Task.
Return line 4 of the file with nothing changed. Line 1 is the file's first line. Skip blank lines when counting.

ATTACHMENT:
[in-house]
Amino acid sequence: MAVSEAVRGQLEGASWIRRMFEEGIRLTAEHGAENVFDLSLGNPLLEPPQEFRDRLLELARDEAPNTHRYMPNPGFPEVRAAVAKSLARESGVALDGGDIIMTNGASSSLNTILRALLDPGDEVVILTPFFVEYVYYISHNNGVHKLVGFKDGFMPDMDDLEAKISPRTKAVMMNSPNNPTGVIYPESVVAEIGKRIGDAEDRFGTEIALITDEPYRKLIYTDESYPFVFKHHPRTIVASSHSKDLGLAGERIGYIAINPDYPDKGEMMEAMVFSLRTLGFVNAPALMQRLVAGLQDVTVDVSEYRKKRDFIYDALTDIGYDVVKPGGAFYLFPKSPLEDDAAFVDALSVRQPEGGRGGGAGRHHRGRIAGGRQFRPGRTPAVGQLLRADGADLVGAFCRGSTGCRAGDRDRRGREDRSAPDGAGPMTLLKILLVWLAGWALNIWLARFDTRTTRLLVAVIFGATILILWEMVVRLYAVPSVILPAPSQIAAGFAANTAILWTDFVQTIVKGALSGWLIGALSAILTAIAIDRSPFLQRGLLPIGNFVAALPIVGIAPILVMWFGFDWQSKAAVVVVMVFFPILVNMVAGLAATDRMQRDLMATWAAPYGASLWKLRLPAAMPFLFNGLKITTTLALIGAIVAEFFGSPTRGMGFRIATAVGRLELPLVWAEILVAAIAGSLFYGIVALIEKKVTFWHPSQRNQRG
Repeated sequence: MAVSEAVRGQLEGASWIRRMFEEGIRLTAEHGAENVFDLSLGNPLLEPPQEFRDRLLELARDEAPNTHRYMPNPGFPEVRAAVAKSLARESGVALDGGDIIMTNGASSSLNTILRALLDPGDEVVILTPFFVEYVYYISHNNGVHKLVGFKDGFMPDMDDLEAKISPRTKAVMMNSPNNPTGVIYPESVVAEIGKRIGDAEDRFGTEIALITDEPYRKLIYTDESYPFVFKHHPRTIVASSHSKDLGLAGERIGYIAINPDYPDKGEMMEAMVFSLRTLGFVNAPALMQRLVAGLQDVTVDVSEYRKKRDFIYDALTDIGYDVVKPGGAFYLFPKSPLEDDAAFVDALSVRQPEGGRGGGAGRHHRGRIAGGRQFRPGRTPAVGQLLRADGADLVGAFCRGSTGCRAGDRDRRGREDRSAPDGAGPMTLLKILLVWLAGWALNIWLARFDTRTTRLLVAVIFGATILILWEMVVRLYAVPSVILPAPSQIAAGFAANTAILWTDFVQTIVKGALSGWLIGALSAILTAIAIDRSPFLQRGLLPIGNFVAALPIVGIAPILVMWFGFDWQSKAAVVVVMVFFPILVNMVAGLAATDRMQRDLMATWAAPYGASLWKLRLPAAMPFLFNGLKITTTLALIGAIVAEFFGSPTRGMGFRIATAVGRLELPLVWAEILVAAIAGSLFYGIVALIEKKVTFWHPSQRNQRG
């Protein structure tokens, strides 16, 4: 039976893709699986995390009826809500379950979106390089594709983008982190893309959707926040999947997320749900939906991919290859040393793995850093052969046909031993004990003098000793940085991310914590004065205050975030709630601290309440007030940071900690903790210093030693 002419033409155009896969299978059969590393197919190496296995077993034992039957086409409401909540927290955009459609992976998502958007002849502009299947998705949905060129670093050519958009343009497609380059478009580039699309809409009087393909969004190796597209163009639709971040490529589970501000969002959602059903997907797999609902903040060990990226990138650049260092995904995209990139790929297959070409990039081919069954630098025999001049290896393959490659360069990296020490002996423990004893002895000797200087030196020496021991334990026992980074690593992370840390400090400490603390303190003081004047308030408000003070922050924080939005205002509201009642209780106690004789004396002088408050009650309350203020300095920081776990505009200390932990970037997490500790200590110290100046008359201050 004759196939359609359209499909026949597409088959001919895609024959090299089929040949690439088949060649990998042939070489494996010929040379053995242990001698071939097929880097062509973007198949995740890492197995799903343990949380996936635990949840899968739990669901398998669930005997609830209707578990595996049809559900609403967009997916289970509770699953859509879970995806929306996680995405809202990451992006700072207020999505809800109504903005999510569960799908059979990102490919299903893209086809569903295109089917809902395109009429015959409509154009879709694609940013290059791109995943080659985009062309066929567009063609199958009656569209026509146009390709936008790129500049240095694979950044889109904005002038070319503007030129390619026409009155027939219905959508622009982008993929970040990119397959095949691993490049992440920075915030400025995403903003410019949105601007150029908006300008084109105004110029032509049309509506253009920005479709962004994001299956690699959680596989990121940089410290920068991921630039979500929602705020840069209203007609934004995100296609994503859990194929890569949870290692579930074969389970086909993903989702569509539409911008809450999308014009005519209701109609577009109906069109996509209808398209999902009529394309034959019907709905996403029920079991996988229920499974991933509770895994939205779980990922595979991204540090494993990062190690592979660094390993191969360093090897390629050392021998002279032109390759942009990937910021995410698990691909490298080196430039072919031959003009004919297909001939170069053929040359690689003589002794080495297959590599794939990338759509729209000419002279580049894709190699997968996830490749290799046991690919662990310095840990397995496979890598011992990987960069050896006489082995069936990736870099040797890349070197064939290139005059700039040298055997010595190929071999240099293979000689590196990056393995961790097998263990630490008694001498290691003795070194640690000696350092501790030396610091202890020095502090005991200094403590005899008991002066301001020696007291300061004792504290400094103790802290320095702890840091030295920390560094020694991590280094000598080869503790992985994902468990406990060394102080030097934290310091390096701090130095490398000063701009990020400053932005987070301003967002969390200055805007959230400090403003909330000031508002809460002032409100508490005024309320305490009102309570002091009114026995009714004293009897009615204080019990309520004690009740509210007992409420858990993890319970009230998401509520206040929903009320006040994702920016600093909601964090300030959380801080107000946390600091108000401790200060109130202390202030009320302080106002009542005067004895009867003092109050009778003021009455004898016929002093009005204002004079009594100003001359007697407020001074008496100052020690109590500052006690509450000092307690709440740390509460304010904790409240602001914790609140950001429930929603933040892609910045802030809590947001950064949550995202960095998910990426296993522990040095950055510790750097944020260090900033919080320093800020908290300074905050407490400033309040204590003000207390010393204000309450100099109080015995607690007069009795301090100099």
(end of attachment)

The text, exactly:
């Protein structure tokens, strides 16, 4: 039976893709699986995390009826809500379950979106390089594709983008982190893309959707926040999947997320749900939906991919290859040393793995850093052969046909031993004990003098000793940085991310914590004065205050975030709630601290309440007030940071900690903790210093030693 002419033409155009896969299978059969590393197919190496296995077993034992039957086409409401909540927290955009459609992976998502958007002849502009299947998705949905060129670093050519958009343009497609380059478009580039699309809409009087393909969004190796597209163009639709971040490529589970501000969002959602059903997907797999609902903040060990990226990138650049260092995904995209990139790929297959070409990039081919069954630098025999001049290896393959490659360069990296020490002996423990004893002895000797200087030196020496021991334990026992980074690593992370840390400090400490603390303190003081004047308030408000003070922050924080939005205002509201009642209780106690004789004396002088408050009650309350203020300095920081776990505009200390932990970037997490500790200590110290100046008359201050 004759196939359609359209499909026949597409088959001919895609024959090299089929040949690439088949060649990998042939070489494996010929040379053995242990001698071939097929880097062509973007198949995740890492197995799903343990949380996936635990949840899968739990669901398998669930005997609830209707578990595996049809559900609403967009997916289970509770699953859509879970995806929306996680995405809202990451992006700072207020999505809800109504903005999510569960799908059979990102490919299903893209086809569903295109089917809902395109009429015959409509154009879709694609940013290059791109995943080659985009062309066929567009063609199958009656569209026509146009390709936008790129500049240095694979950044889109904005002038070319503007030129390619026409009155027939219905959508622009982008993929970040990119397959095949691993490049992440920075915030400025995403903003410019949105601007150029908006300008084109105004110029032509049309509506253009920005479709962004994001299956690699959680596989990121940089410290920068991921630039979500929602705020840069209203007609934004995100296609994503859990194929890569949870290692579930074969389970086909993903989702569509539409911008809450999308014009005519209701109609577009109906069109996509209808398209999902009529394309034959019907709905996403029920079991996988229920499974991933509770895994939205779980990922595979991204540090494993990062190690592979660094390993191969360093090897390629050392021998002279032109390759942009990937910021995410698990691909490298080196430039072919031959003009004919297909001939170069053929040359690689003589002794080495297959590599794939990338759509729209000419002279580049894709190699997968996830490749290799046991690919662990310095840990397995496979890598011992990987960069050896006489082995069936990736870099040797890349070197064939290139005059700039040298055997010595190929071999240099293979000689590196990056393995961790097998263990630490008694001498290691003795070194640690000696350092501790030396610091202890020095502090005991200094403590005899008991002066301001020696007291300061004792504290400094103790802290320095702890840091030295920390560094020694991590280094000598080869503790992985994902468990406990060394102080030097934290310091390096701090130095490398000063701009990020400053932005987070301003967002969390200055805007959230400090403003909330000031508002809460002032409100508490005024309320305490009102309570002091009114026995009714004293009897009615204080019990309520004690009740509210007992409420858990993890319970009230998401509520206040929903009320006040994702920016600093909601964090300030959380801080107000946390600091108000401790200060109130202390202030009320302080106002009542005067004895009867003092109050009778003021009455004898016929002093009005204002004079009594100003001359007697407020001074008496100052020690109590500052006690509450000092307690709440740390509460304010904790409240602001914790609140950001429930929603933040892609910045802030809590947001950064949550995202960095998910990426296993522990040095950055510790750097944020260090900033919080320093800020908290300074905050407490400033309040204590003000207390010393204000309450100099109080015995607690007069009795301090100099």